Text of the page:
Fondazione Giuliani is very pleased to present Blaue Nacht, lGerman artist Raphaela Simon’s first exhibition in Italy, and her first ever solo exhibition in an institution. Known for her large-scale paintings of deceptively simple, non-distinct forms set against monochromatic backgrounds, Simon works through different junctures to create a series of layers on the canvas, overpainting and modifying previous elements over and over again, in an often unremitting, slow process. Still bearing visible traces of their earlier forms, each painting becomes a sort of palimpsest, with subtle gradations of colour and reflections of light emerging through the different layers, adding nuance to the composition.
Working within an indeterminate margin between representation and abstraction, Simon titles her works after ordinary objects and designs, thereby suggesting an underlying figurative potential. Indeed, in previous painting series, the artist plays generously with a contemporary reading of Pop Art, as she instils her canvases with disproportionately-scaled images of ice cream cones, lifebuoys, plates of pasta, or individual items of clothing. These paintings, redolent of the soft sculptures of Claes Oldenburg, evoke wry portraits, or totems, of the commonplace.
More recently, however, Simon’s paintings have assumed a different atmosphere, impregnated as they are with a new, darker exploration of the palette. Simon’s visual language, too, has shifted. Moving away from abstract representations of simplified everyday objects, her new body of work includes unsettling phantasmagorias of enigmatic figures, ostensibly human, but, at the same time, quite impossibly so, with their fragmented bodies, torqued torsos and aloof, mask-like impenetrability. These figures, or figurations, counterbalance paintings of stridently reduced geometric design, though one can perhaps discern the hints of grid-like obstructions – walls, grates, fences – symbols of resistance, each set against Goyaesque black backdrops. Similarly, her once intricate sculptural objects and figures in fabric, which were often staged in the exhibition space to create a dialogic narrative with the works on canvas, are reduced to sparse, truncated form: lonesome heads detached from their bodies. Perhaps more so than ever before, in the work of Raphaela Simon, the uncanny takes centre stage, with images at once familiar and alien, teasingly inviting the viewer to discern meaning.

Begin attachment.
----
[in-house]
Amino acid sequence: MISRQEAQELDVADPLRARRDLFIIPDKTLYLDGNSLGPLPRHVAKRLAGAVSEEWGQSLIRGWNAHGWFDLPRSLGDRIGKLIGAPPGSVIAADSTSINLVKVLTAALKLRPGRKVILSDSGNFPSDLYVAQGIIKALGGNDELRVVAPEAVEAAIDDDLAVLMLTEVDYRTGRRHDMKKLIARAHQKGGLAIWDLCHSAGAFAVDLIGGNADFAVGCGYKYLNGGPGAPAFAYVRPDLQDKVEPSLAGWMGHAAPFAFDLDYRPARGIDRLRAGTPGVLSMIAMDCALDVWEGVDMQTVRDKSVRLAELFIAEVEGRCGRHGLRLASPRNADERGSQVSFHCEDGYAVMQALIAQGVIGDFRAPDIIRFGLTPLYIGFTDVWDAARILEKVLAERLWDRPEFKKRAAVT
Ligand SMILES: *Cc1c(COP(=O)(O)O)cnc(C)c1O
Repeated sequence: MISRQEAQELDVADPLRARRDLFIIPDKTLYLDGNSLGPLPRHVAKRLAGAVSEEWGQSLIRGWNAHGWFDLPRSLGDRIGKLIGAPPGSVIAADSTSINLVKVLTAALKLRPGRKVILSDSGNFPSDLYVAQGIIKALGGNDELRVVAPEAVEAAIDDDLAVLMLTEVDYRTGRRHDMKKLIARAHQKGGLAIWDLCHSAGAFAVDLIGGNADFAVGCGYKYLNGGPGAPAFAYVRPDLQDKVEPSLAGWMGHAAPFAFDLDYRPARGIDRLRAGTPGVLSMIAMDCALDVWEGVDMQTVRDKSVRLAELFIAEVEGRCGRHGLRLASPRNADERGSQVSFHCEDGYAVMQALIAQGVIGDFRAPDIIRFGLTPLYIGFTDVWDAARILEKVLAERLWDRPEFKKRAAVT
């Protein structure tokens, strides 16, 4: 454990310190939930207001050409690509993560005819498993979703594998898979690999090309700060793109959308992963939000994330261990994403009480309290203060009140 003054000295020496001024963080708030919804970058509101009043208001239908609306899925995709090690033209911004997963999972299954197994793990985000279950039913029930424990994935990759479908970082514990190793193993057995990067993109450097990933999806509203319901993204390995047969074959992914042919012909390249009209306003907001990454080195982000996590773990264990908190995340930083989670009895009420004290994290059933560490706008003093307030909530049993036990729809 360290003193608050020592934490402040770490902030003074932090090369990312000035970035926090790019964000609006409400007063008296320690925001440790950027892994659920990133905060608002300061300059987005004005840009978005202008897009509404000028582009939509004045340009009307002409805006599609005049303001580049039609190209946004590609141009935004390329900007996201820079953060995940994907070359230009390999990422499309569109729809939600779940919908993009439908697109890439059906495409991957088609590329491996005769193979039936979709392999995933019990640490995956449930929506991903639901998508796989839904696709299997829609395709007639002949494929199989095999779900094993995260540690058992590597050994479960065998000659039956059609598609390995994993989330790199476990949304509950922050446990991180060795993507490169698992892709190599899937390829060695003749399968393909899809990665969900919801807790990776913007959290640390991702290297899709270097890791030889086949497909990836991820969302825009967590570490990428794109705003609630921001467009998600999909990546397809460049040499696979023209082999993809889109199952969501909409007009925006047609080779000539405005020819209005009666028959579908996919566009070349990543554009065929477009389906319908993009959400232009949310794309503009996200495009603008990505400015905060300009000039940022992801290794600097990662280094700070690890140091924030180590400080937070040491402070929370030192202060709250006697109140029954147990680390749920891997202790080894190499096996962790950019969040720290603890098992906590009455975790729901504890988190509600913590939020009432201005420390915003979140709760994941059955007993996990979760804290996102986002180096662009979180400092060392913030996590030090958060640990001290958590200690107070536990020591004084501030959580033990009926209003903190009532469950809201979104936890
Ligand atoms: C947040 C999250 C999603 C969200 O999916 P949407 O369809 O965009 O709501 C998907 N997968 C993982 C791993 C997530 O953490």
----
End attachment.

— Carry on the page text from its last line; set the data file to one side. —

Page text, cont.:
Raphaela Simon (Villingen, Germany 1986) lives and works in Berlin. Recent solo and group exhibitions include: Nighthawks, Galerie Max Hetzler, Berlin (2023); Es liebt Dich und Deine Körperlichkeit ein Verwirrter. Raphaela Simon, Florian Krewer, Carina Brandes, Kunsthalle Düsseldorf (2022); In the Shadows of Tall Necessities, Bonner Kunstverein, Bonn (2022); Interior, Michael Werner Gallery, London (2022); Friendship. Nature. Culture., Daimler Contemporary, Berlin (2021); Steine, Hannah Hoffman Gallery, Los Angeles (2021); Raphaela Simon, Galerie Max Hetzler, Berlin (2021); Erdbeeren, Michael Werner Gallery, London (2019). Simon was a student of Günther Förg at the Munich Kunstakademie, and of Peter Doig at the Fine Art Academy in Dusseldorf.
Special thanks to Michael Werner Gallery, New York and London.